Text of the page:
Shorter Course of Radiation is Safe and Effective

Traditionally, whole breast external beam radiation for breast cancer involves 25 treatment sessions over the course of 5 weeks.  During each session, 2 Gy doses of radiation are given, totaling 50 Gy by the end of the 5 weeks of treatment.  An outstanding question in the field of radiation oncology has been whether slightly larger daily doses given over a shorter treatment time is a safe and effective strategy for treating early-stage breast cancer.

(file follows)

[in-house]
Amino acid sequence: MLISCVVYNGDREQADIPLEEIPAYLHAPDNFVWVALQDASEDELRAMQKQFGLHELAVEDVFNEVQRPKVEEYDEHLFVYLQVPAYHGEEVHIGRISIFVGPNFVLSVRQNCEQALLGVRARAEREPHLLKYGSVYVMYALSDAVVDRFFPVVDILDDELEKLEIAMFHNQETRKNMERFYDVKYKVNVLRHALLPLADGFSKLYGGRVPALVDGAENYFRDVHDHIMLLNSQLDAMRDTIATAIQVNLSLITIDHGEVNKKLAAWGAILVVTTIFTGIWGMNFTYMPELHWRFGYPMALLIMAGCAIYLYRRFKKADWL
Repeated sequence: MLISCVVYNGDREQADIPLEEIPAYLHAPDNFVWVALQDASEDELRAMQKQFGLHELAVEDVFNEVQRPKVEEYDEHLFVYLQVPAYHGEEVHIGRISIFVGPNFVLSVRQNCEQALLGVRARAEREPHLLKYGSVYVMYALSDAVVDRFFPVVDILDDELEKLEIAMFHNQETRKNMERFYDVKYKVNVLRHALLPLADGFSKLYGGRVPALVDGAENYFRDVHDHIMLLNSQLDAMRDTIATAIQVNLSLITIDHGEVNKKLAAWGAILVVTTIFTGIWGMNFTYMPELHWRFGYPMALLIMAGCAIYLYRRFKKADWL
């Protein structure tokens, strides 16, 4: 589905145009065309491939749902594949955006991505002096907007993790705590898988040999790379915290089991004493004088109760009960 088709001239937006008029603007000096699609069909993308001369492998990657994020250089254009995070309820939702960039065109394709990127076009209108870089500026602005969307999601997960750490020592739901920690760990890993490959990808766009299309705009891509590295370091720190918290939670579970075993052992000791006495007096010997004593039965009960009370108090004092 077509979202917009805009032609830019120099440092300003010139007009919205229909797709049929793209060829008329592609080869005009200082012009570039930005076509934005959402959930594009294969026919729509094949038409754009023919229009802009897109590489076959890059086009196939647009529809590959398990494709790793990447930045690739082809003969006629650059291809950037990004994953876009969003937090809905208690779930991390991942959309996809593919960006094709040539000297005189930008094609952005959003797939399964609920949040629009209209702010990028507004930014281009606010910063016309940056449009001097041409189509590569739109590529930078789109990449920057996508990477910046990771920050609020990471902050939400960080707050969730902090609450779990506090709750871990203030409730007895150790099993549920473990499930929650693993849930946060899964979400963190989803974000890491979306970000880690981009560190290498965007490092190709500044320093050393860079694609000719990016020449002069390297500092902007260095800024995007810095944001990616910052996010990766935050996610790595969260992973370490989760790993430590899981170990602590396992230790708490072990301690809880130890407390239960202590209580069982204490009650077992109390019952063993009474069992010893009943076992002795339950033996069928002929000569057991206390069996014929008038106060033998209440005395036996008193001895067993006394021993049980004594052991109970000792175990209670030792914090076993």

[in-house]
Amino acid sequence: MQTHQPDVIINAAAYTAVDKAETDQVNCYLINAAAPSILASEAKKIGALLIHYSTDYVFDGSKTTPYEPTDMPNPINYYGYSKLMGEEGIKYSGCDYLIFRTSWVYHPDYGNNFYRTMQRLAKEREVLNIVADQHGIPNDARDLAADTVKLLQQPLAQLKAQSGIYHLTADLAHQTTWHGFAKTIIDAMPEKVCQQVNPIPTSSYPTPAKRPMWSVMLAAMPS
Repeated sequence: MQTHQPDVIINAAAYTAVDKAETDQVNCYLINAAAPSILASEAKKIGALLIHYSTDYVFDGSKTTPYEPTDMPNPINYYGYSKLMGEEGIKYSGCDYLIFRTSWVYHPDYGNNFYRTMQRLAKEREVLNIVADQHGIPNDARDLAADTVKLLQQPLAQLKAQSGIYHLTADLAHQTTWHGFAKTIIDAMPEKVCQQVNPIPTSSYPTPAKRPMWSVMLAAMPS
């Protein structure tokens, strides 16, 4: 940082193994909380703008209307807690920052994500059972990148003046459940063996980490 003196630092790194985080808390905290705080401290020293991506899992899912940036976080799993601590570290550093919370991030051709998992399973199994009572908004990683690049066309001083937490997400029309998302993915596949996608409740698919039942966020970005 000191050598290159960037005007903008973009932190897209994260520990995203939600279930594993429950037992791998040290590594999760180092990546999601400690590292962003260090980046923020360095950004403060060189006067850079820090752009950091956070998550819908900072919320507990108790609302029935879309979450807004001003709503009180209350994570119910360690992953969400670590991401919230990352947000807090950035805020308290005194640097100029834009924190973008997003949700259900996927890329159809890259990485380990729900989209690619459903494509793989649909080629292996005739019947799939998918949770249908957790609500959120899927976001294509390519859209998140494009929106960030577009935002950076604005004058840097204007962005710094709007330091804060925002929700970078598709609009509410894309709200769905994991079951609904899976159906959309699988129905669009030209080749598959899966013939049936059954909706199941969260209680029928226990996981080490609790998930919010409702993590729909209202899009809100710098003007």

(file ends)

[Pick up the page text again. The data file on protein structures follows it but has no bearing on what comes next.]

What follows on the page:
To answer this question, researchers in the United Kingdom initiated the START B trial.  This trial compared the traditional 50 Gy delivered in 25 sessions over 5 weeks scheme to 40 Gy delivered in 15 sessions over 3 weeks.   After a median follow-up of almost 10 years, the results show no difference in the rate of local-regional breast cancer recurrence between the groups.  Furthermore, there were fewer side effects on normal tissues in the 40 Gy group.  The results of this trial have changed the standard of care in the United Kingdom to 40 Gy given in 15 doses over 3 weeks.   Clinicians at the 2012 San Antonio Breast Cancer Symposium, where the results of the START trial were presented, commented that the standard of care in the United States may be resistant to change, mainly due to the way that radiation therapy is billed to health insurance in the United States.